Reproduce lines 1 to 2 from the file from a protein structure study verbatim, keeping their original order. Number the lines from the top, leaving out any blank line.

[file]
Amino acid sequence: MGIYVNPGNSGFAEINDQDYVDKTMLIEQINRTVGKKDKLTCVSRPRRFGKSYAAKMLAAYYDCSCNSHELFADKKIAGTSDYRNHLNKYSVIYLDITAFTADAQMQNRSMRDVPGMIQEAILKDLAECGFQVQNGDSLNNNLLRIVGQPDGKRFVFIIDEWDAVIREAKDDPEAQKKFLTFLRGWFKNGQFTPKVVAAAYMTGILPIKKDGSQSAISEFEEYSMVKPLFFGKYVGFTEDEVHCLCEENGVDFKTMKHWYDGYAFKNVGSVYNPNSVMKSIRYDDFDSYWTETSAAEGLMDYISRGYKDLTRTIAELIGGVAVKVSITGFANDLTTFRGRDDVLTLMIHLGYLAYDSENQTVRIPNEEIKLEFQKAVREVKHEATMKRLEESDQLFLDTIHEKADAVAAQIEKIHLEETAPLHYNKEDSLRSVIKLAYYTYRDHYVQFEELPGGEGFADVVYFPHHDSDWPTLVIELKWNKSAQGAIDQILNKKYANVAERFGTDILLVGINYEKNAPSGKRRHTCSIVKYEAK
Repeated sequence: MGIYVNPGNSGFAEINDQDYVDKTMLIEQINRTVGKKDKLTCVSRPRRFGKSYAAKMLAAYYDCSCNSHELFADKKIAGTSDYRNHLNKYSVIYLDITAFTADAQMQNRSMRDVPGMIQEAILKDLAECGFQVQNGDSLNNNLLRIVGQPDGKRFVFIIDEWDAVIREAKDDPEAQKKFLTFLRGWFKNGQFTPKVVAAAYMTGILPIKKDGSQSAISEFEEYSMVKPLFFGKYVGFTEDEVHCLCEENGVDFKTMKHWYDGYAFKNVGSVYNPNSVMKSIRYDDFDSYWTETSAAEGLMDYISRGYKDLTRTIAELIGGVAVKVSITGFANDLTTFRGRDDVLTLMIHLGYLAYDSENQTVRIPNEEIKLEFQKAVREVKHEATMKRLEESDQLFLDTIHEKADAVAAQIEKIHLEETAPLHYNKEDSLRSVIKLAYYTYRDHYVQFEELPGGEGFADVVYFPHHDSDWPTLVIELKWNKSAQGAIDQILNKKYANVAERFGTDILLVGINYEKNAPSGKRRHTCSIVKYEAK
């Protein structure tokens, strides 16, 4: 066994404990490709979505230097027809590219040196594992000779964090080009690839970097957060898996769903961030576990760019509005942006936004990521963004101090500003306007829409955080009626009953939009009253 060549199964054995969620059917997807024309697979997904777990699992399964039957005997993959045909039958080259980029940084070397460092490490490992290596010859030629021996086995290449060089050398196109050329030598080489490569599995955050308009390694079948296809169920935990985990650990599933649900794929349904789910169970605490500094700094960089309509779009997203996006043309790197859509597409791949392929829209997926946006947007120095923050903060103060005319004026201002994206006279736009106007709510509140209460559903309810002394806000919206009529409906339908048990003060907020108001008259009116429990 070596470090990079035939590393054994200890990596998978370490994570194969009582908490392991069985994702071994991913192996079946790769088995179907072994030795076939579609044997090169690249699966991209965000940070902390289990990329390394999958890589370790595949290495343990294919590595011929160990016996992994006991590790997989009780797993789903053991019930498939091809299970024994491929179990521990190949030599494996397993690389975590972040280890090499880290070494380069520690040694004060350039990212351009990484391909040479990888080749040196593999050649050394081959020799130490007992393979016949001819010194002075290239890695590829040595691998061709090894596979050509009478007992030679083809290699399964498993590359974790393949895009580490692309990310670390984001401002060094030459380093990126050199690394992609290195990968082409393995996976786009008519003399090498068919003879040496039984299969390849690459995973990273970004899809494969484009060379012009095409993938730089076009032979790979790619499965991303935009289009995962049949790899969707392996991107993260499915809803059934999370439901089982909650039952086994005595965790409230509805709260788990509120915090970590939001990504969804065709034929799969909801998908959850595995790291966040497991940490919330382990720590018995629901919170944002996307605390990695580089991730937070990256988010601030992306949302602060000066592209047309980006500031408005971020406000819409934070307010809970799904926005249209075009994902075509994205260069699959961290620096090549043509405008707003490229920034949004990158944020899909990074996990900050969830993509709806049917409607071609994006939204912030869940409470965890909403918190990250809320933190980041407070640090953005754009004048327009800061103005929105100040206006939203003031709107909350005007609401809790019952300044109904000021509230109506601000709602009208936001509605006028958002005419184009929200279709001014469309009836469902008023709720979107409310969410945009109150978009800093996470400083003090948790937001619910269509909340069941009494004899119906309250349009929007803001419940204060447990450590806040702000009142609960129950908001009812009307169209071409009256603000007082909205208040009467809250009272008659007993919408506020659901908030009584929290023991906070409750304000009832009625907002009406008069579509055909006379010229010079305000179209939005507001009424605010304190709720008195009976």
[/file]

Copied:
Amino acid sequence: MGIYVNPGNSGFAEINDQDYVDKTMLIEQINRTVGKKDKLTCVSRPRRFGKSYAAKMLAAYYDCSCNSHELFADKKIAGTSDYRNHLNKYSVIYLDITAFTADAQMQNRSMRDVPGMIQEAILKDLAECGFQVQNGDSLNNNLLRIVGQPDGKRFVFIIDEWDAVIREAKDDPEAQKKFLTFLRGWFKNGQFTPKVVAAAYMTGILPIKKDGSQSAISEFEEYSMVKPLFFGKYVGFTEDEVHCLCEENGVDFKTMKHWYDGYAFKNVGSVYNPNSVMKSIRYDDFDSYWTETSAAEGLMDYISRGYKDLTRTIAELIGGVAVKVSITGFANDLTTFRGRDDVLTLMIHLGYLAYDSENQTVRIPNEEIKLEFQKAVREVKHEATMKRLEESDQLFLDTIHEKADAVAAQIEKIHLEETAPLHYNKEDSLRSVIKLAYYTYRDHYVQFEELPGGEGFADVVYFPHHDSDWPTLVIELKWNKSAQGAIDQILNKKYANVAERFGTDILLVGINYEKNAPSGKRRHTCSIVKYEAK
Repeated sequence: MGIYVNPGNSGFAEINDQDYVDKTMLIEQINRTVGKKDKLTCVSRPRRFGKSYAAKMLAAYYDCSCNSHELFADKKIAGTSDYRNHLNKYSVIYLDITAFTADAQMQNRSMRDVPGMIQEAILKDLAECGFQVQNGDSLNNNLLRIVGQPDGKRFVFIIDEWDAVIREAKDDPEAQKKFLTFLRGWFKNGQFTPKVVAAAYMTGILPIKKDGSQSAISEFEEYSMVKPLFFGKYVGFTEDEVHCLCEENGVDFKTMKHWYDGYAFKNVGSVYNPNSVMKSIRYDDFDSYWTETSAAEGLMDYISRGYKDLTRTIAELIGGVAVKVSITGFANDLTTFRGRDDVLTLMIHLGYLAYDSENQTVRIPNEEIKLEFQKAVREVKHEATMKRLEESDQLFLDTIHEKADAVAAQIEKIHLEETAPLHYNKEDSLRSVIKLAYYTYRDHYVQFEELPGGEGFADVVYFPHHDSDWPTLVIELKWNKSAQGAIDQILNKKYANVAERFGTDILLVGINYEKNAPSGKRRHTCSIVKYEAK